On Sunday, the state announced 513 new confirmed cases of the coronavirus, as well as an additional 28 deaths. Michigan has had a total of 57,397 cases and 5,491 deaths since the start of the pandemic.
As the daily rate of new cases and deaths continues to decline and overall testing ramps up around the state, Whitmer has started reopening certain sectors of the economy.
Her decisions are based on the six-phase model she released last month, called the “MI Safe Start Plan." In short, the model outlines how the state goes from a total lockdown due to the uncontrolled spread of COVID-19 to returning to normal.
The six phases are uncontrolled growth, persistent spread, flattening, improving, containing and post-pandemic.
Before Monday, only two of the state’s eight regions were in the “Improving” phase of Whitmer’s reopening plan -- the Upper Peninsula and the Traverse City Region. All eight regions are now in that phase.
Whitmer and Dr. Joneigh S. Khaldun, the Chief Medical Executive for the Michigan Department of Health and Human Services, said those two regions had checked enough of the boxes required to move onto the fourth stage.
“Both of those regions ... have sustained a low increase of cases per day," Khaldun said. "I’ve seen a steady decrease in positivity rates for tests that have been completed, and they have a low average number of deaths each day, when you compare them to the state average.”
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Bars and restaurants were allowed to reopen at 50% capacity starting May 22. Groups are required to stay six feet away from each other and servers must wear masks.
Retail businesses were also allowed to partially reopen in those regions.
Trend of slowly opening Metro Detroit
Metro Detroit -- part of the Detroit Region, which includes Genesee, Lapeer, Livingston, Macomb, Monroe, Oakland, St. Clair, Washtenaw and Wayne counties -- was in the “Flattening” phase for the entire month of May after the MI Safe Start Plan was announced. Some businesses still reopened along the way, though.
Whitmer first loosened restrictions April 24, when she extended her stay-at-home order through May 15. She allowed some businesses linked to outdoor activities, such as golf and motorized boating, to reopen.
Landscapers, lawn-service companies, plant nurseries and bike repair shops were allowed to resume operating, subject to social-distancing rules.
On May 1, after again extending her stay-at-home order, this time until May 28, Whitmer reopened certain types of work that are typically outdoors, including construction work and real estate.
Michigan’s economy got a much-needed boost when Whitmer announced she would reopen manufacturing, including the Big 3 automakers. Ford, General Motors and Fiat Chrysler would be allowed to reopen at the beginning of the following week, Whitmer announced May 7.
Whitmer announced May 21 that residents were allowed to gather in groups of as many as 10 people. Michiganders were previously restricted from visiting others and coming into contact with anyone outside their household, except in essential circumstances.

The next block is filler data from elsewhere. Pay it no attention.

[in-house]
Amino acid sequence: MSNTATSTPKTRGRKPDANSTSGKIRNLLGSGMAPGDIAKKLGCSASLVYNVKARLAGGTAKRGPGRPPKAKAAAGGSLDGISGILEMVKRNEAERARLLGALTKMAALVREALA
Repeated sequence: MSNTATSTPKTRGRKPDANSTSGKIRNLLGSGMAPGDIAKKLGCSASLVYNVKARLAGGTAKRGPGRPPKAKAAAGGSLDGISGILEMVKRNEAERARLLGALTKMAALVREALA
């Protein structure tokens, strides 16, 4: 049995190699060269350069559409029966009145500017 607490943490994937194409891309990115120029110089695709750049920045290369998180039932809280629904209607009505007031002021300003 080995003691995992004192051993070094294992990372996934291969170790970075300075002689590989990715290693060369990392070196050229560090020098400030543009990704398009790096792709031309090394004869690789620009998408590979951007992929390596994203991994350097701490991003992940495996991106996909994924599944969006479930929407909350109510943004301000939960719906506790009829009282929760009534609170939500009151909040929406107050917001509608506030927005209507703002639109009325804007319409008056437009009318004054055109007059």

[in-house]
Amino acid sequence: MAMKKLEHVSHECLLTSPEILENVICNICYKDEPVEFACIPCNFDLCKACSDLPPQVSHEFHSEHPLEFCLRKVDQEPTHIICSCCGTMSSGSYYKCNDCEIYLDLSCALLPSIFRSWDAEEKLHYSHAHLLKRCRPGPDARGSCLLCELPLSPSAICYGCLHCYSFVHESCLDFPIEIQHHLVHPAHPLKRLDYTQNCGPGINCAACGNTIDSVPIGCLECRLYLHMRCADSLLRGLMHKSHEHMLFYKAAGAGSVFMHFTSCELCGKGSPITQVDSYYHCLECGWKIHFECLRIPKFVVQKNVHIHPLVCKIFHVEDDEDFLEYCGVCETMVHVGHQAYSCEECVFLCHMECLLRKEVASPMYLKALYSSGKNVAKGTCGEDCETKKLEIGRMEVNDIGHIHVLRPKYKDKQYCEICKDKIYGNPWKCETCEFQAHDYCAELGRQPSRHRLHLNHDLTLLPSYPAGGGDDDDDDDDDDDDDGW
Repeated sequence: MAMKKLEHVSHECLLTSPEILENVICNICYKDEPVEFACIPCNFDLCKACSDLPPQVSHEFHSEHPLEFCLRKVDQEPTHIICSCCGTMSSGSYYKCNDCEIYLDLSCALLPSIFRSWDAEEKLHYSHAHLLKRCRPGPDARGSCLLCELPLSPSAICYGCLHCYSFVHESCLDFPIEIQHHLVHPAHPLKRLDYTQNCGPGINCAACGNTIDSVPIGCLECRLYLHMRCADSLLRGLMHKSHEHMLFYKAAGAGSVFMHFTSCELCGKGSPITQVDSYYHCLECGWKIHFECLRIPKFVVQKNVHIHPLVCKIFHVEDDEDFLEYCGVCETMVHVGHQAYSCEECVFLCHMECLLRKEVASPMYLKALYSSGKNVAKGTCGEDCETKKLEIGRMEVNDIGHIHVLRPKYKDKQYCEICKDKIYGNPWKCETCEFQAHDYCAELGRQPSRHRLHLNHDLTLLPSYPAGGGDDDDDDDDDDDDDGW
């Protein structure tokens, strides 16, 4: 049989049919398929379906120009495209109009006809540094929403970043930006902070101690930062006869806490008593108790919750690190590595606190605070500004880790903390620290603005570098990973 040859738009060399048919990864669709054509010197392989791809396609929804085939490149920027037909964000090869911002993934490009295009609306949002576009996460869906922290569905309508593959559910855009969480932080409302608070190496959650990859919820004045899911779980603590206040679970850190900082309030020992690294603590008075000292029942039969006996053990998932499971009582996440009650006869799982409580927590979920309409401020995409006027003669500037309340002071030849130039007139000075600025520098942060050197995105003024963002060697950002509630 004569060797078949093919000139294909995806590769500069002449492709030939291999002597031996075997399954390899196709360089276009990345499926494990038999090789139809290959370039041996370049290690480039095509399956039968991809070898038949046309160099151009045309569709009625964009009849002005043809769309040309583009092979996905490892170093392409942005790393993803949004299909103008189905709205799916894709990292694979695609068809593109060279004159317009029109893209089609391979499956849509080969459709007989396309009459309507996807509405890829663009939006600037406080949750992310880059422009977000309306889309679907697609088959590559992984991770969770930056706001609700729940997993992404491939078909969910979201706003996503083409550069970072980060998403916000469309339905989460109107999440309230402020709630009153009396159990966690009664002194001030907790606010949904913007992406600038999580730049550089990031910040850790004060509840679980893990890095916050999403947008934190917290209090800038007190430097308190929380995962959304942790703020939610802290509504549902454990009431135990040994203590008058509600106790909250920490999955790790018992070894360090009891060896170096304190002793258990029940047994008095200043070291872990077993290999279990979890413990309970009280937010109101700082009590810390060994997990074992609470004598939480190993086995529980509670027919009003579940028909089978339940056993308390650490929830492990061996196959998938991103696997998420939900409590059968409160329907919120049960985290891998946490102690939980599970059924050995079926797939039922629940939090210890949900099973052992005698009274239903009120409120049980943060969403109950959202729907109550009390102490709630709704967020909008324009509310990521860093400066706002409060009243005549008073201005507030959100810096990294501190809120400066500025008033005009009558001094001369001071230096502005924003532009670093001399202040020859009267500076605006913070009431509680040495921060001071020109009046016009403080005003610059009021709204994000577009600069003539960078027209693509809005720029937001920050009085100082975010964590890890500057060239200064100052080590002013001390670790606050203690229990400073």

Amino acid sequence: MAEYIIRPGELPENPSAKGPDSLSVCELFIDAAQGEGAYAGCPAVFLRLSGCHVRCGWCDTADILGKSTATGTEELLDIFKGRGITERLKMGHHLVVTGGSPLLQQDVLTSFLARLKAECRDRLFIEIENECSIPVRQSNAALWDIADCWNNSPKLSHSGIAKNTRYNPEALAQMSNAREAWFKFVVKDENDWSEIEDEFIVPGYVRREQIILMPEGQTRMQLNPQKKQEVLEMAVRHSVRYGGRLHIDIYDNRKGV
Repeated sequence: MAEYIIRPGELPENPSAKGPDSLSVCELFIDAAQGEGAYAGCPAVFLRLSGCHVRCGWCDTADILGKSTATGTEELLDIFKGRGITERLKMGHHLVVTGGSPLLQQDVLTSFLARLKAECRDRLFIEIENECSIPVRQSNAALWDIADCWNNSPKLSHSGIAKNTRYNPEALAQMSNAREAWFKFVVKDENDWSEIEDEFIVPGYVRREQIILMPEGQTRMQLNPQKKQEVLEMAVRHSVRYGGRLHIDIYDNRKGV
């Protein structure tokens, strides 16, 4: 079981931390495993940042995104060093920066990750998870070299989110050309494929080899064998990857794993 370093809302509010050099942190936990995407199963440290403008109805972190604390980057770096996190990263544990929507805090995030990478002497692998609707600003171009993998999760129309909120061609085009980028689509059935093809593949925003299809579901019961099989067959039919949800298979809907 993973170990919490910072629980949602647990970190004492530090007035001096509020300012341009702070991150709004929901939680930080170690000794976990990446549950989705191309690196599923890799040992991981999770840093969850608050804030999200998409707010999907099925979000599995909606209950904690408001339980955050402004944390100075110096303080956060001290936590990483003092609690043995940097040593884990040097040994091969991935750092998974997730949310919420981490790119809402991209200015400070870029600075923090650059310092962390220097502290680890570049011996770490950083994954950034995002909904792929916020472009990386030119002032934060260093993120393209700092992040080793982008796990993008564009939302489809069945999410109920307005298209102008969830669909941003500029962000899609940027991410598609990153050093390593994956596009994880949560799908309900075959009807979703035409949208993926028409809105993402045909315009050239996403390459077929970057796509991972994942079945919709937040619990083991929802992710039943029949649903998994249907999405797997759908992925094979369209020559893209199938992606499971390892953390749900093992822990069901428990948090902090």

Retail businesses reopened Tuesday, as well as auto dealerships, by appointment. Retail businesses that reopen can have up to 10 customers inside at any time, Whitmer said.
Whitmer also lifted restrictions on health care providers who had to delay some nonessential medical, dental and veterinary procedures. Those procedures were allowed to resume Friday. Reopened health care facilities had to adopt strict protocols to prevent spreading the virus.
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The state has seen more than just a pandemic over the last several weeks.
Thousands of residents in mid-Michigan were evacuated from their homes May 19 and 20 when the Edenville and Sanford dams failed, causing catastrophic flooding in and around Midland County.
“I feel like I’ve said this a lot over the last 10 weeks, but this is an event unlike anything we’ve seen before," Whitmer said. "We’ve got to continue to all work together to observe best practices, do our part to help one another and to wear our masks and continue to try to social distance in this moment.”
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The floods, which displaced more than 10,000 people but didn’t cause any confirmed casualties, ravaged roads and neighborhoods.
This week, Michigan is one of many states to see protests related to the death of George Floyd in Minneapolis.
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Detroit and Grand Rapids were among the cities that have seen large protests against police brutality. While authorities said protests were primarily peaceful, there was some violence.
The state has seen seven straight days of protesting, though most of it has been peaceful. Officials and community leaders have spoken out against outsiders coming to the state to try to turn peaceful protests into chaos.
Detroit Mayor Mike Duggan announced an 8 p.m. curfew to try to control the protests after dark.
Police used tear gas on protesters at times over the weekend. There were more reports of police making aggressive arrests and targeting clearly identified media members as tensions rose.